I Think About This a Lot: The ‘Live Más Mentality’ Moment From Ink Master

Dave Navarro.
Photo: Getty Images

I Think About This a Lot is a series dedicated to private memes: images, videos, and other random trivia we are doomed to play forever on loop in our minds.

What does it mean to “live more?” I’ve been considering that question ever since I first saw a series of screengrabs from Spike’s tattoo competition reality show, Ink Master. Although I’d watched and written about Ink Master previously, I didn’t recognize this particular scene. “Taco Bell is a brand that believes in living más,” host Dave Navarro, wearing a bowler hat, sunglasses, and a goatee, tells the show’s participants. But then the subtitles are imposed over a clip of a somber, scowling contestant, as Navarro’s pep talk continues. “You are all examples of the live más mentality.” This contestant seems to furrow his brow, looking down into the pavement as he considers how he might have lived less más than he’d intended to. What kind of life landed him on a tattoo competition reality show on Spike sponsored by Taco Bell? Did he want más for his legacy? Don’t we all deserve a little más?

Photo: Spike

Such are the questions posed by the great American tradition of brands sponsoring reality television shows. It’s been this way since the dawn of reality TV: As a kid, I remember watching in awe as the Survivor contestants starved themselves in the nude on a desert island, ruining each other’s mental health as they competed for a million dollars and a Pontiac Aztek, a car I’d decided was the car of my dreams. “It has a mattress in the back,” I bragged to my sister, “for camping, or if you want to rest in the Burger King parking lot.” I was young, but I already had been indoctrinated with the live más mentality.

For all the thinking I’d done about Ink Master and this moment, I had zero idea which episode it was from. I first saw the stills of that fateful address on my Twitter timeline. Even though I’d watched the show and could understand the outlandishness without any other information, I still felt desperate to place the moment in its full contextual glory. But all the Googling in all the world couldn’t really help me track it down because Taco Bell turned out to be a major presence throughout the entire Ink Master series. I mean, of course it was. I can’t believe I was so naïve to think that living más would only be done in one episode — one cannot simply live más just once! The live más mentality must be exemplified every day, in every episode, in every questionable eagle tattoo created on the skin of a “human canvas.” (This is, by the way, what the people who get tattoos on this reality competition show are called. Can you imagine telling your parents you were featured on a show hosted by Carmen Electra’s ex-husband as something called a “human canvas?”)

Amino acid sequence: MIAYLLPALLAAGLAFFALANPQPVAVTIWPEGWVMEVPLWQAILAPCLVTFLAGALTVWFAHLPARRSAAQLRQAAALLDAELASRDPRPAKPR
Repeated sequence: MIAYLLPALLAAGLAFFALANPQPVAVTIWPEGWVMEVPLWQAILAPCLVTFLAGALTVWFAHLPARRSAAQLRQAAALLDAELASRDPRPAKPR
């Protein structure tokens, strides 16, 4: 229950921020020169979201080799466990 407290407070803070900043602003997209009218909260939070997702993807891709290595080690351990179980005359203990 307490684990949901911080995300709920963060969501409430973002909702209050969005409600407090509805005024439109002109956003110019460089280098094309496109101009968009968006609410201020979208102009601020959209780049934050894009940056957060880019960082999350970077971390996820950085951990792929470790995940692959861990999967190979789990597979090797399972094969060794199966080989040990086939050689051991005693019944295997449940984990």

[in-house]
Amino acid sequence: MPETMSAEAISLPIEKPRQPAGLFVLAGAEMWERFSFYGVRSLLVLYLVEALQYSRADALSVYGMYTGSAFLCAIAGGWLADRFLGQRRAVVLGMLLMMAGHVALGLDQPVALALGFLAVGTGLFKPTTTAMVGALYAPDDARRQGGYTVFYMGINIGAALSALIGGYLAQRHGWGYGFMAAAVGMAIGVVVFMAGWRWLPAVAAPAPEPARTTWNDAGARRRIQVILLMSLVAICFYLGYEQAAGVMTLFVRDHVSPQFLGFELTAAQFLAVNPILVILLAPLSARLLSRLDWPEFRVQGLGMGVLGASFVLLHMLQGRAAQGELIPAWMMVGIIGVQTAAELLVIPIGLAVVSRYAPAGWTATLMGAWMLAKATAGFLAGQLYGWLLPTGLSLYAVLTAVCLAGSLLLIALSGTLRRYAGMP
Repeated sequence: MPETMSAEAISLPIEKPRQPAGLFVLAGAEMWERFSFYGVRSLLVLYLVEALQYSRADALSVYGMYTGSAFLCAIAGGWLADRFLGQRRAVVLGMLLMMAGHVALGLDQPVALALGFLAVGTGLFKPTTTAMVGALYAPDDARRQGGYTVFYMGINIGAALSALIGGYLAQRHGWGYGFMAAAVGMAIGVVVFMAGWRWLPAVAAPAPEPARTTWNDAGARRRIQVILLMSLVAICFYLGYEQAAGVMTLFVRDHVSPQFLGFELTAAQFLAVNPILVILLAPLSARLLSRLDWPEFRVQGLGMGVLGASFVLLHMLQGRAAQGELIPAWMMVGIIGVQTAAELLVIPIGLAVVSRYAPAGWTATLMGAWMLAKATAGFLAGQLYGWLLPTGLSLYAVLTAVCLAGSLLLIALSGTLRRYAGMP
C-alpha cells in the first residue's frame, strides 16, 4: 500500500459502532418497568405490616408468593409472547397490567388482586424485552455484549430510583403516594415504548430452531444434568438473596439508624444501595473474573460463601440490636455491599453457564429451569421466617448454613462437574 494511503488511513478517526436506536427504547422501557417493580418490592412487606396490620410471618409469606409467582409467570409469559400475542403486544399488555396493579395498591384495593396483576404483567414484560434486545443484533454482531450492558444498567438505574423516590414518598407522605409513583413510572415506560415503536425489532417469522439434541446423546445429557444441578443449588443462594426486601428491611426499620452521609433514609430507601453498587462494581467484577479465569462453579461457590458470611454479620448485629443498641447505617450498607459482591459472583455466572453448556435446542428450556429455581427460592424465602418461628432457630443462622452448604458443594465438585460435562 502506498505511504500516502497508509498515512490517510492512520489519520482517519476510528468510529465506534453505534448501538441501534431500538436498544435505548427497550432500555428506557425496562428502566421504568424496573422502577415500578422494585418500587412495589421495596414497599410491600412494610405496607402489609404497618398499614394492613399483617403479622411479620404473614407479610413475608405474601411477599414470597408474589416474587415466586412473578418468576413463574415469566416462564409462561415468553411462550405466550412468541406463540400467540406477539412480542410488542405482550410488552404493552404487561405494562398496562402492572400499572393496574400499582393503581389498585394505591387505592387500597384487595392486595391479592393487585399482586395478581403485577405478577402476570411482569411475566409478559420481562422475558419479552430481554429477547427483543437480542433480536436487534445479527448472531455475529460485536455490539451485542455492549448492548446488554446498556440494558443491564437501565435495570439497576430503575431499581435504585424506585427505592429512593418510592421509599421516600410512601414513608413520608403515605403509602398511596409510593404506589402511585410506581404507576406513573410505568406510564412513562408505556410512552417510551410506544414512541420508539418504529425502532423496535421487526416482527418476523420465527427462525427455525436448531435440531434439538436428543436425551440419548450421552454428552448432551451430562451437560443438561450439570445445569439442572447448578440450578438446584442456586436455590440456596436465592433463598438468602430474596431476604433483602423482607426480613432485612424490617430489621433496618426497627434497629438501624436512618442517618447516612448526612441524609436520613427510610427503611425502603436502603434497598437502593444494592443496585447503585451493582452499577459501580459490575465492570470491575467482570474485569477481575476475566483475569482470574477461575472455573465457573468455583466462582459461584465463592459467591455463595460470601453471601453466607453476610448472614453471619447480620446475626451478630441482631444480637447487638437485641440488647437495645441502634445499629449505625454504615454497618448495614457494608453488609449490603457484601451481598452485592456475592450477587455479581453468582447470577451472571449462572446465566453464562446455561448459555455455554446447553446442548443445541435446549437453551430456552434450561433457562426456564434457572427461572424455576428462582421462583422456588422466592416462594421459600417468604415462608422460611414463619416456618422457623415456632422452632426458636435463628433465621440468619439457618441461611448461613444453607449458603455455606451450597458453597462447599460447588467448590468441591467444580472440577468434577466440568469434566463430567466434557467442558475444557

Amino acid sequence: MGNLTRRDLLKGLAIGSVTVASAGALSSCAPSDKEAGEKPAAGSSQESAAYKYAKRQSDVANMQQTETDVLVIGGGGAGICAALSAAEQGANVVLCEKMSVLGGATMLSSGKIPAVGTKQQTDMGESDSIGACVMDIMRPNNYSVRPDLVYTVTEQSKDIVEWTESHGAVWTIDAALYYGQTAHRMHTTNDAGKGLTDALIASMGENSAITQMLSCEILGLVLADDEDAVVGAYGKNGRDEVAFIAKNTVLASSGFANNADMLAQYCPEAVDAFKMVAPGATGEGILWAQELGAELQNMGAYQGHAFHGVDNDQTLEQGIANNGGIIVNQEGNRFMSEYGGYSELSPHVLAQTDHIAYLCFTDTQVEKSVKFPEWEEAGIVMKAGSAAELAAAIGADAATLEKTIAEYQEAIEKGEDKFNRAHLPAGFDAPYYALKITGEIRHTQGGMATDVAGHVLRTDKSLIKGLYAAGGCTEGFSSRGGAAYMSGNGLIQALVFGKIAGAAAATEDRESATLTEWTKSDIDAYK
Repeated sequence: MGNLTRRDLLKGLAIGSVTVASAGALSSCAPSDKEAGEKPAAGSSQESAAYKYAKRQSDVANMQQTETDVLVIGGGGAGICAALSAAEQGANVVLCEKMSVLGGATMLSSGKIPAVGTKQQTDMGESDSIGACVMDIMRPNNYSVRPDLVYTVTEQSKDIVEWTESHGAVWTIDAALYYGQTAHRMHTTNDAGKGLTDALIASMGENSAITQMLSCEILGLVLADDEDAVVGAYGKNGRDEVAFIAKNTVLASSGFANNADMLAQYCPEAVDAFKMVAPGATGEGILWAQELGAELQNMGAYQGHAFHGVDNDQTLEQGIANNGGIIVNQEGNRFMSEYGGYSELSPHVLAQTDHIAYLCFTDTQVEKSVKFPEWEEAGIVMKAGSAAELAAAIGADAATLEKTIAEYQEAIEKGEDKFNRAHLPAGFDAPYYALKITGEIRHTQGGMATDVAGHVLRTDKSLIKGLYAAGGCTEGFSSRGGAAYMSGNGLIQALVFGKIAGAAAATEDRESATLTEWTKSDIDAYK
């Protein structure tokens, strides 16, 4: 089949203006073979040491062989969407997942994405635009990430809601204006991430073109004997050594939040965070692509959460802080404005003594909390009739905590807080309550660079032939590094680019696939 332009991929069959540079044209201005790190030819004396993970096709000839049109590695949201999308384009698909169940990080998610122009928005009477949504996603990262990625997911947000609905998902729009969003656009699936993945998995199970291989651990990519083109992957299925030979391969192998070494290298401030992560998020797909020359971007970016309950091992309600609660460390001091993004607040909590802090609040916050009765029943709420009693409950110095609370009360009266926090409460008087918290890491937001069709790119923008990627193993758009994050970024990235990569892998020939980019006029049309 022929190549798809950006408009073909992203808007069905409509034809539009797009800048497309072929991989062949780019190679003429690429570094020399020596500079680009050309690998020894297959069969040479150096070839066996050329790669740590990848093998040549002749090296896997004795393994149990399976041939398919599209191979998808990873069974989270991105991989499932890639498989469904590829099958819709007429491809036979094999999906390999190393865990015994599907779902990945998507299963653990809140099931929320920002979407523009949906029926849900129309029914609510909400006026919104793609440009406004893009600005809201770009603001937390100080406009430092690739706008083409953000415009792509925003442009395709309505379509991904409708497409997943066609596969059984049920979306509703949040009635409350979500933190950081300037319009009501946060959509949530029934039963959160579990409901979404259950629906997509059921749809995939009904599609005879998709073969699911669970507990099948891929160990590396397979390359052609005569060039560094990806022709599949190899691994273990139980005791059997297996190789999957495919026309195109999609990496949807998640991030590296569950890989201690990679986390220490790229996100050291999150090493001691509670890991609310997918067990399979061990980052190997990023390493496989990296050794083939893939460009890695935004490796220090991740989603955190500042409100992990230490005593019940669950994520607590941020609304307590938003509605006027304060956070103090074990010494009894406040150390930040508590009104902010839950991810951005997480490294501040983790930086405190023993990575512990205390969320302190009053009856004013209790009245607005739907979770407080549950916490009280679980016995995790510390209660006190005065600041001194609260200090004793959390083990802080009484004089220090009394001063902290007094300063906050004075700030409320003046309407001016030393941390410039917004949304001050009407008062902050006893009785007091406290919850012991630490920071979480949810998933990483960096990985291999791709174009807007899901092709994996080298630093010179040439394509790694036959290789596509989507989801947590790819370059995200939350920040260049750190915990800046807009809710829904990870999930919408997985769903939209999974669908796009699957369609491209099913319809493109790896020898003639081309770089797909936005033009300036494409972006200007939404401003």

There’s something about freezing these reality-TV moments in the amber of reaction GIFs and meme fodder that elevates the medium. It’s the language my generation understands. Our shared consciousness has most definitely been televised. We’re steeped in pop culture that values taking your most personal experiences — your job, your dreams, your marriage, your summer shore journey — and distilling them into easy-to-follow plotlines that hinge on “drama.” Drama can mean sobbing, or drama can mean sex, or drama can mean getting punched in the face: As long as the drama exists, it can be consumed. (And sponsored by Taco Bell or Honda.) And then that one shining moment’s bit of dialogue can be taken out of context and used on Twitter to illustrate a joke about just how much American consumerism has ruined our lives, or a joke about our shared depression, or a joke about ass eating. Living más is what you make it.

I did eventually track down the episode that contains the infamous “live más” moment — season five, episode ten. I scoured Ink Master forums to find the scene, a chunk of time in my life that I will never get back, one that I might one day reflect on as having been living menos. As it turns out, there was a time when Taco Bell had taken a break in sponsoring the show, leading one fan to post to the board: “I’m just glad Dave stopped wedging ‘Taco Bell’ into every sentence. He seems a lot less metal when he does that.” But nothing gold could stay. Navarro will keep wedging brands into his speeches, into his daily life, into the very essence of his being. And we will too, all of us, because we are all a lot less metal when we accept the world we live in. We are a brand that believes in living más. And we are all examples of the live más mentality.

I Think About the ‘Live Más’ Moment From Ink Master a Lot